Monday, November 28, 2011

Blocks Help Build Student Learning

Marilynn K. Yee/The New York Times
Technology has revolutionized the world of education. How students learn and what they learn is constantly changing, but that doesn’t mean that educators should throw out everything they’ve ever done in the classroom. Blocks, yes blocks are making as much of an impact as ever in the learning of young children. So why not combine the two?

Yesterday, Kyle Spencer of The New York Times published an article filled with the positive effects of blocks in today’s classroom. Block building is not about occupying time or finding a way to get kids away from a computer screen. Blocks are about exploration.

Jean Schreiber, a self-described “block consultant,” advised a group of parents to engage their children in building by photographing their work. “Don’t rush to help them with structural challenges,” she said. “You don’t have to ask them a million questions. Just sit with them and notice.”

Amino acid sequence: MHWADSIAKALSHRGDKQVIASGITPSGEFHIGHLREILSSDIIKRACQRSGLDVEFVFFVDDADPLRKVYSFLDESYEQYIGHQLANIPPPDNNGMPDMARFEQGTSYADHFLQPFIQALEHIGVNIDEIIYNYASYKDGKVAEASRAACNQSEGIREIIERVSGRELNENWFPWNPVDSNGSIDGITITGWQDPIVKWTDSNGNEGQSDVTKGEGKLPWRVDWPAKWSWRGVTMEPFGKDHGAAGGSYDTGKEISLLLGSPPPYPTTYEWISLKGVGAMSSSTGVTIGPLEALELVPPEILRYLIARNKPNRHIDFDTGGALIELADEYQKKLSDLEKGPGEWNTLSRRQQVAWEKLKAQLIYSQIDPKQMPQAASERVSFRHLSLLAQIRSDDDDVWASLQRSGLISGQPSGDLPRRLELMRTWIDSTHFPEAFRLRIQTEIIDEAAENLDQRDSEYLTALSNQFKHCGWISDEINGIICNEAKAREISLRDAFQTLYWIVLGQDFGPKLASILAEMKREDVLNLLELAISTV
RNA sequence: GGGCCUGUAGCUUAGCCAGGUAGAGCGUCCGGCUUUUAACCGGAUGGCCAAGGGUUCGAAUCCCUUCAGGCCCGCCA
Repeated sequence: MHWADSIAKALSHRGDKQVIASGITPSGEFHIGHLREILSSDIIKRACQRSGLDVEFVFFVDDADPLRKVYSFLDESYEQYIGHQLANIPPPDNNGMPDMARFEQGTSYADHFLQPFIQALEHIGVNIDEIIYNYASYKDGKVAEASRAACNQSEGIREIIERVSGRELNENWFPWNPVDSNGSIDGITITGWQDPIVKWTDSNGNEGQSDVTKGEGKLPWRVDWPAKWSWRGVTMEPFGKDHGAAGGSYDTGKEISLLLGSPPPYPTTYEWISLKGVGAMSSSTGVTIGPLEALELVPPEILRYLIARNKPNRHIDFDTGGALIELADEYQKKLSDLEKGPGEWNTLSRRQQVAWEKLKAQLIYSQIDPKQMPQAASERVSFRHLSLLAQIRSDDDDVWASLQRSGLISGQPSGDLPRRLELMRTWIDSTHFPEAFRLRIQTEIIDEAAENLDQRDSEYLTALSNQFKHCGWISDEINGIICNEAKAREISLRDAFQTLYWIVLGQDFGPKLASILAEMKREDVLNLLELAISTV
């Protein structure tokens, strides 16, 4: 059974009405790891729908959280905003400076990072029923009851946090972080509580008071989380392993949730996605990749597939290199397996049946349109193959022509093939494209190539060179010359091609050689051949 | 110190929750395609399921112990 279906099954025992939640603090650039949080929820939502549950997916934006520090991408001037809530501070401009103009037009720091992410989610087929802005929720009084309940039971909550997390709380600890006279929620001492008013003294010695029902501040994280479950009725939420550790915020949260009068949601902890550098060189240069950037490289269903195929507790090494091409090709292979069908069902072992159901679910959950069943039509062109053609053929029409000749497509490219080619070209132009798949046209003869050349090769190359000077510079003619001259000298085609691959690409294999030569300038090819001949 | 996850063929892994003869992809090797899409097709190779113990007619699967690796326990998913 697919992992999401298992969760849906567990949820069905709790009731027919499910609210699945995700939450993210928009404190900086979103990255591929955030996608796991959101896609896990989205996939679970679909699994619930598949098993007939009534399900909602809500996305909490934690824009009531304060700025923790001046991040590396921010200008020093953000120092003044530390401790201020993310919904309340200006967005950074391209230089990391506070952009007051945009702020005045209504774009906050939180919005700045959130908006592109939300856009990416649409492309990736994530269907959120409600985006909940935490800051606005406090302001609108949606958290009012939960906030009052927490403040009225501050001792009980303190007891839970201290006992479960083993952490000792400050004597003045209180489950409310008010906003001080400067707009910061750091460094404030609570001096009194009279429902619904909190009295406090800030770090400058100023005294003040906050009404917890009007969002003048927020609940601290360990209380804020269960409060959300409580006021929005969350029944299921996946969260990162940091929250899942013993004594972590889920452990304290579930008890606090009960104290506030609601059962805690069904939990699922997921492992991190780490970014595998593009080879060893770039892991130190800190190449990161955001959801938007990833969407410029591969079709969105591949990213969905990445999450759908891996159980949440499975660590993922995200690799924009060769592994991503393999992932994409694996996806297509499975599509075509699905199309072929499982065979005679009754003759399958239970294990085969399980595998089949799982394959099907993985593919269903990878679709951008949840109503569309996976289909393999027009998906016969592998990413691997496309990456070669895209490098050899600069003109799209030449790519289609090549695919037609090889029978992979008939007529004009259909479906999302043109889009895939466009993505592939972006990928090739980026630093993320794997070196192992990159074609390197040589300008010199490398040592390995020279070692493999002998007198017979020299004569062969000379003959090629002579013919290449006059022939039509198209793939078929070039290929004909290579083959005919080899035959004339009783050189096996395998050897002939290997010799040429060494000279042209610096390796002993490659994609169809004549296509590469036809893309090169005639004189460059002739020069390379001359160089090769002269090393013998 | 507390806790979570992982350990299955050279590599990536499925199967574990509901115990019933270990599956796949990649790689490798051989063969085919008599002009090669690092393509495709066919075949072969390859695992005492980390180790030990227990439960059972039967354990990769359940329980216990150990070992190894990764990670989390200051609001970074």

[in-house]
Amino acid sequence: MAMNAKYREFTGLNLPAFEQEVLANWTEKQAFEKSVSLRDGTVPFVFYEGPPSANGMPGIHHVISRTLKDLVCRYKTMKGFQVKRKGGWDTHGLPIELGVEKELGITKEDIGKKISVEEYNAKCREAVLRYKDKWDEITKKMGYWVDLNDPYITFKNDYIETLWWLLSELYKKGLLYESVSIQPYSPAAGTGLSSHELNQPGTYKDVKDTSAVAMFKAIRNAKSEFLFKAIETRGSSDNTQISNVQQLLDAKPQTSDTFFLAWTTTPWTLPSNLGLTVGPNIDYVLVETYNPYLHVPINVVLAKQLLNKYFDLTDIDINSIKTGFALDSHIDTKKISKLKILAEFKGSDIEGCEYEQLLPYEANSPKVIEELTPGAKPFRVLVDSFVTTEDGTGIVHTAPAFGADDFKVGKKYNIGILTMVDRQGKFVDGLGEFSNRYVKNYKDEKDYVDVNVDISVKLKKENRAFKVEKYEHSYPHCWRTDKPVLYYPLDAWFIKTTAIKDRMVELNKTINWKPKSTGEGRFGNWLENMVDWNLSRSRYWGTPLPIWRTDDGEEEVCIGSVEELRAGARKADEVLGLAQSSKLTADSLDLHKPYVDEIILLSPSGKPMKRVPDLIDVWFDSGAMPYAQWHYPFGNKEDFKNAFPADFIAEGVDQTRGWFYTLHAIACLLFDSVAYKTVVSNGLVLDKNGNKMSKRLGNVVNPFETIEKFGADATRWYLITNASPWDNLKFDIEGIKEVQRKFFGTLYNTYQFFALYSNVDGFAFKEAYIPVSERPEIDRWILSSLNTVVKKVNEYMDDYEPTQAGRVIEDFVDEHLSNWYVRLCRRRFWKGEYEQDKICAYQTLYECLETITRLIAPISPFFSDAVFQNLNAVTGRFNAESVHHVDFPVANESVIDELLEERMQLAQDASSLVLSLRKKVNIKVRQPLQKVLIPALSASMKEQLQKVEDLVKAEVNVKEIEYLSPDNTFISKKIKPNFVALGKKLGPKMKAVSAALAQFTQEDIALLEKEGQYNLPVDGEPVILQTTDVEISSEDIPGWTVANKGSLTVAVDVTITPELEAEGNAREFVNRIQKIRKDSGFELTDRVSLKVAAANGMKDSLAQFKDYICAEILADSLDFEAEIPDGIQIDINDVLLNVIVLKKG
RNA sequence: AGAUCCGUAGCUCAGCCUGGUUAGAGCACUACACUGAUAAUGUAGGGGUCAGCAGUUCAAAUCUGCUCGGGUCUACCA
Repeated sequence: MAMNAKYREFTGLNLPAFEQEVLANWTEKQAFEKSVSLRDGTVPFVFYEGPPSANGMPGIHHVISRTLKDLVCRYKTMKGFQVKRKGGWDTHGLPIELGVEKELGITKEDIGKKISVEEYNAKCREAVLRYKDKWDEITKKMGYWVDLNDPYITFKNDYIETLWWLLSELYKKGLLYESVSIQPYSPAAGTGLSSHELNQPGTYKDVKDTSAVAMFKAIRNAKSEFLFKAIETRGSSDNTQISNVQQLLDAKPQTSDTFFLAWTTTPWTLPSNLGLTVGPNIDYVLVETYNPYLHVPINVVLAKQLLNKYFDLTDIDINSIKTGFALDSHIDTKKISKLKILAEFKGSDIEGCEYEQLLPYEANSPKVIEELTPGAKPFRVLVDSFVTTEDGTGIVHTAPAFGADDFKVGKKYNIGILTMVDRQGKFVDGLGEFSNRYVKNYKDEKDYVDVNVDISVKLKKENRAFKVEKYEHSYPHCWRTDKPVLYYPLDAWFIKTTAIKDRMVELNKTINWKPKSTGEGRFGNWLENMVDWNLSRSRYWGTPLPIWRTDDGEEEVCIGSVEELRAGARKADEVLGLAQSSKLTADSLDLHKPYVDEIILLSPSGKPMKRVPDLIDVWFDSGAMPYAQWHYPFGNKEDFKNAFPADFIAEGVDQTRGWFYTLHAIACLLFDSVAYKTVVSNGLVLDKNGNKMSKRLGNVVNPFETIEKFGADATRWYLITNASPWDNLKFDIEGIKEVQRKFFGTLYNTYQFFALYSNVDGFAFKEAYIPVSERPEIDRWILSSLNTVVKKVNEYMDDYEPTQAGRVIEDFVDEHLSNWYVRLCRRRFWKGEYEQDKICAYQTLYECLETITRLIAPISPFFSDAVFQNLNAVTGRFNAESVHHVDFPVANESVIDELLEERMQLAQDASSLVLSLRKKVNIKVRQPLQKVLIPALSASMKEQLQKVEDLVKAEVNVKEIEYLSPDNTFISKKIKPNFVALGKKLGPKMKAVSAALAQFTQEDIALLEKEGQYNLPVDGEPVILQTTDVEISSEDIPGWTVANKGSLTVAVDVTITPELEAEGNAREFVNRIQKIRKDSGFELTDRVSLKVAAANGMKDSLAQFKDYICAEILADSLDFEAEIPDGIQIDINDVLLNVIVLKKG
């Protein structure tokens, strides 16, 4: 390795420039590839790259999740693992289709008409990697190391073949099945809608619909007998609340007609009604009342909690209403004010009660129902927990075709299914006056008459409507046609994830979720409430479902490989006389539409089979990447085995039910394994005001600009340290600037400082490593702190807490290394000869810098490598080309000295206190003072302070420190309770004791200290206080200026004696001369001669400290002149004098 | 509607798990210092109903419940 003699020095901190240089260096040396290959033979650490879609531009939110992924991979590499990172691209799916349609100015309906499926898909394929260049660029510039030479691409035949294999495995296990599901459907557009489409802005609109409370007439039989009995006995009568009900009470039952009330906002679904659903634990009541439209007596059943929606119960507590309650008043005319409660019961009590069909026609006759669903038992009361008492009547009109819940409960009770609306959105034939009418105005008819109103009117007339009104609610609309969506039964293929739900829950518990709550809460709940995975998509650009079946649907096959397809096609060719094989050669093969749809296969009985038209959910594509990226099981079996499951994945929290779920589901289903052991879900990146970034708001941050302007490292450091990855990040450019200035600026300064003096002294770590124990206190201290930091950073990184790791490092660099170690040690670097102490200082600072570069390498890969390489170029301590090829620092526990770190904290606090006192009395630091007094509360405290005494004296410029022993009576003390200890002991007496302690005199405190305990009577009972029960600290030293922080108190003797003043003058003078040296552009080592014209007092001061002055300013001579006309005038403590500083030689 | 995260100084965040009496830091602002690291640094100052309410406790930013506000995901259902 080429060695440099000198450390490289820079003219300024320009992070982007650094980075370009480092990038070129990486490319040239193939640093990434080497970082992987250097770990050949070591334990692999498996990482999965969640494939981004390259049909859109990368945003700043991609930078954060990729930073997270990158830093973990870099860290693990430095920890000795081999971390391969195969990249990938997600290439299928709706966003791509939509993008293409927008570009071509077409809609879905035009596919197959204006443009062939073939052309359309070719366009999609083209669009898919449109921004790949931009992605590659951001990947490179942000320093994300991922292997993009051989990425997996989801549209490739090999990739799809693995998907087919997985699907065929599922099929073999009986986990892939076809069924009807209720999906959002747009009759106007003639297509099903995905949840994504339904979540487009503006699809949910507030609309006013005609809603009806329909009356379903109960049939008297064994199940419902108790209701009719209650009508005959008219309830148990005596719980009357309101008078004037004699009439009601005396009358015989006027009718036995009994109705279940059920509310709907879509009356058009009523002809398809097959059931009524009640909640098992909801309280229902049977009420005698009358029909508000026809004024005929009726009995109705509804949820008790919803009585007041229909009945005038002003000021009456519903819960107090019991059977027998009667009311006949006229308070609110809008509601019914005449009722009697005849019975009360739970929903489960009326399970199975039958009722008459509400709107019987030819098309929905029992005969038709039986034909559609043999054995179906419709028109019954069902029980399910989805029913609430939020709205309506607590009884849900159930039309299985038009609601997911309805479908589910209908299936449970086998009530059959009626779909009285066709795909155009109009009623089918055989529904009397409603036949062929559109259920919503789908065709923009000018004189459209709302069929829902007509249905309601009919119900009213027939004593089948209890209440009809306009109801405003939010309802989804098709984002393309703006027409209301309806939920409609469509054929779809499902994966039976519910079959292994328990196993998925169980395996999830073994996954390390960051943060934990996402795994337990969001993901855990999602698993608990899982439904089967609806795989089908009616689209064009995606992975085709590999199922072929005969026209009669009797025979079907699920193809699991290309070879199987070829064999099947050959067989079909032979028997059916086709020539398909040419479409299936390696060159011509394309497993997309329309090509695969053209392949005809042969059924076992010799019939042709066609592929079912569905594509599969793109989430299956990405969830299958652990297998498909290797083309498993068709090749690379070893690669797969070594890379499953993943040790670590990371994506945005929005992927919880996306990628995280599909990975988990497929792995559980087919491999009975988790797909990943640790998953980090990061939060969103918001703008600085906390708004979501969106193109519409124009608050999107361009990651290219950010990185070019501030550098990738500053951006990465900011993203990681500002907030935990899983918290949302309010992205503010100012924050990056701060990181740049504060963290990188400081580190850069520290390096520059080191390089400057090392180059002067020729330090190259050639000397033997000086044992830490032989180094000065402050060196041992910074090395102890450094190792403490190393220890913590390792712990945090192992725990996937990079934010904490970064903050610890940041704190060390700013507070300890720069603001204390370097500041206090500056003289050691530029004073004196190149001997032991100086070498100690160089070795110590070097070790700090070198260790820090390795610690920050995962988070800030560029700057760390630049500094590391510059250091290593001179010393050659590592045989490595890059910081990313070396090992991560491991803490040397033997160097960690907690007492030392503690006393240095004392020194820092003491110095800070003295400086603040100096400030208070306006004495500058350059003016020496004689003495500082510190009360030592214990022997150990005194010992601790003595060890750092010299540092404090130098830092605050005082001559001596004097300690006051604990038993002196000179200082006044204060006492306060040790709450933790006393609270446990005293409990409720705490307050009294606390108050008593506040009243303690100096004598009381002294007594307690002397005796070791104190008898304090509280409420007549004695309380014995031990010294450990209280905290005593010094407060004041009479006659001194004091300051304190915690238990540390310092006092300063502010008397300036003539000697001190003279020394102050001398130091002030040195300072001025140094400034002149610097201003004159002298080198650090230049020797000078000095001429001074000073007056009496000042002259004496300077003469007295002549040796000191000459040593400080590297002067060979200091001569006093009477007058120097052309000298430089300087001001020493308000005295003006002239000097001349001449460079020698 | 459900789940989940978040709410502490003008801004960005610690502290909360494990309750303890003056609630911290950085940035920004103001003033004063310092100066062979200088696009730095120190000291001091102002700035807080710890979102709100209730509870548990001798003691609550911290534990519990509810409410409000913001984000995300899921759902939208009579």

Jessica Thies, a teacher at Chapin School on the Upper East Side, said her students photographed their block extravaganzas with one of the school’s iPads. Last year, they made a documentary about blocks using a Flip video camera and edited it during computer class. “It is very low-tech/high-tech here,” Ms. Thies said.

Sasha Wilson, co-director of the four-year-old Bronx Community Charter School, said his faith in blocks was solidified by a struggling second grader’s actions after an apple-picking field trip. “She went to the block corner and built an incredibly complex structure, a tractor engine, and she was able to talk about how all the parts moved,” Mr. Wilson recalled. He said he told his staff a few days later: “We need to be looking at this student in a very different way.”

Blocks may just be one more tool we can use to help students learn.
What do you think?

Read The NY Times article here.

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